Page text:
I was recently in Bruges, Belgium (my 1st time!) for a special Flemish-Japanese collaboration lunch and dinner between host chef Gert De Mangeleer (Hertog Jan | 3 Michelin Stars, No. 61 on World’s Best Restaurants) with visiting Tokyo-based chefs Zaiyu Hasegawa (Den | No. 11 on Asia’s 50 Best Restaurants, No. 45 on World’s 50 Best Restaurants) and Hiroyasu Kawate (Florilege | No. 14 on Asia’s 50 Best Restaurants), and Osaka-based Yusuke Takada (La Cime | 2 Michelin Stars), in partnership with Visit Flanders and Art Flanders Japan.
You guys might remember that Hertog Jan cooked with my events platform Cross Cultures alongside Toyo Eatery this April as part of Madrid Fusion Manila in the Philippines.(Read about here.) So traveling to their home in Bruges– okay, it’s a 30-minute drive from the city center– was like coming full circle for me.
While a lot of collaboration events have both sets of chefs showcase their own dishes, this series had that PLUS new dishes they collaborated on TOGETHER. It was an opportunity for the Japanese chefs and the international guests to get to know Flanders’ meats and produce, and for the Hertog Jan team and guests from Belgium to get to know Japanese influences and techniques– a crossing between Europe and Asia basically.
Both collaborations took place in one day. For lunch, it was Hertog Jan x La Cime. The reason for this is that “Chef Takada is the most Western-inspired among the Japanese chefs and uses a lot of French techniques,” explained Joachim Boudens, Hertog Jan co-owner and head sommelier. For dinner, it was Hertog Jan x Florilege x Den. “We then move to more typical Japanese flavors and techniques with Florilege somewhere in between, and Den being the most Japanese.” Apart from these, Gert maintains a great relationships with all chefs– having cooked at their kitchens (or is currently cooking– he’s in Japan at the moment!)– and their camaraderie shone both inside and outside the kitchen.
But before I move onto the collaborations, I need to highlight that as we were in Belgium– and the biggest welcome to this part of the world for me was Gert de Mangeleer’s take on the Belgian national dish, moules frites (mussels and fries). The mussels were lightly marinated and that one single fry had beautiful, intricate layers that I was really disappointed there was only one! (Why, Gert?! Lol.) This was the most dexterously crafted moules frites I’ve ever had, and I always love it when “fine dining” restaurants spin their techniques on their national dishes– a tribute to their country.
In this blog post, I am going to zero in on the collaborative dishes— new dishes the chefs did together specially for the event– as this really shows how food can truly bring different cultures and cuisines together seamlessly. (We know how our world could use more harmony right now!) They also happen to be my favorite dishes.
LA CIME x HERTOG JAN
Duck and eel was the finale collaboration between Yusuke Takada (La Cime) and Gert de Mangeleer (Hertog Jan). Yusuke served a gorgeous duck breast with a smoked eel sauce with burnt paprika while Gert complemented the dish with duck liver, eel and young radish. It was a great showcase of not only their melange of cultures but also their synergy.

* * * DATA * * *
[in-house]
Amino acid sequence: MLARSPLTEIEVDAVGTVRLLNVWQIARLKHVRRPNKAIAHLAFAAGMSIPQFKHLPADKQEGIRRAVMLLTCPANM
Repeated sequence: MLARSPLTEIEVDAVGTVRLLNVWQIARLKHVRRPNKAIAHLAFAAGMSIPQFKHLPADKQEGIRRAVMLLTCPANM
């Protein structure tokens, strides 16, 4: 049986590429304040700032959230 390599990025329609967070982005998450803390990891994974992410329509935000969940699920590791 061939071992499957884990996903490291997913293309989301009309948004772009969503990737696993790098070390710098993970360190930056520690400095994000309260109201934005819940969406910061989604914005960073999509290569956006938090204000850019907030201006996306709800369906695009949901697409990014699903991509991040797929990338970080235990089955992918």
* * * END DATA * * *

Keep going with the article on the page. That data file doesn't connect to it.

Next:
FLORILEGE x DEN x HERTOG JAN
The first collaboration dish this evening was between Hiroyasu Kawate (Florilege) and Gert de Mangeleer (Hertog Jan). It was cod– a bycatch fish– with crab sauce and parsley oil and garnished with male zucchini flowers and fennel blossoms (parts that are normally thrown away). It was an emphasis that this dish was actually all about food waste.“The concept of sustainability is very important for me,” shared Hiroyasu. “I wanted to use fish which [most people] don’t eat. It is very important to cook the waste– fish and crown. Chef Mangeleer told me that sustainability is respect. Respect for food, people, culture and history.'”
The second collaboration dish was between Zaiyu Hasegawa (Den) and Gert de Mangeleer (Hertog Jan). It was eel grilled Japanese-style served with green herbs. (*Eel in green herbs sauce is a classic Flemish dish.) “Eel dishes are loved by both Japanese and Belgian, “Eel dishes are loved by both Japanese and Belgian, but the way eels are treated and cooked are totally different,’ shared Zaiyu. “I wanted to create a dish by mixing Belgian traditional styled eel dish with Japanese traditional styled eel, in order to create something new.'”
“This dish resonated with me the most because it was a dish done by all three chefs! This was Flemish pigeon from Steenvorde and Japanese rice with a dashi of bonito flakes and pigeon bones. And… guess who did what? It was actually Japanese chefs Zaiyu and Hiroyasu who chose the pigeon and they challenged Flemish Gert to do the rice! So Gert added snails, grilled bone marrow and their own harvested mushrooms and the result was phenomenal– a crossing of cultures not only of Flemish and Japanese, but of Europe and Asia. What a nice surprise, right!?
I also need to highlight that this was my first time to try juice-pairing (out of necessity really because I developed acidity earlier that day)…..I LOVED IT!!! I thought I was only capable of drinking water, coffee and alcohol but I surprised myself. Like wine, the acidity of the juices also cut through any richness but not without upholding their primary function of enhancing the dishes– even without even a drop of alcohol. Maybe I’ll start doing juice-pairing from now on…
This was such a wonderful event that brought together the beautiful Flemish/ Belgian and Japanese cultures– and Europe and Asia, basically. Thank you so much for having us Hertog Jan, Visit Flanders and Art Flanders Japan! xx
*Stay tuned for my next blog post on things you shouldn’t miss while in the Flanders area of Bruges!
For more information on Hertog Jan, visit their website here.
For more information on Visit Flanders, visit their website here.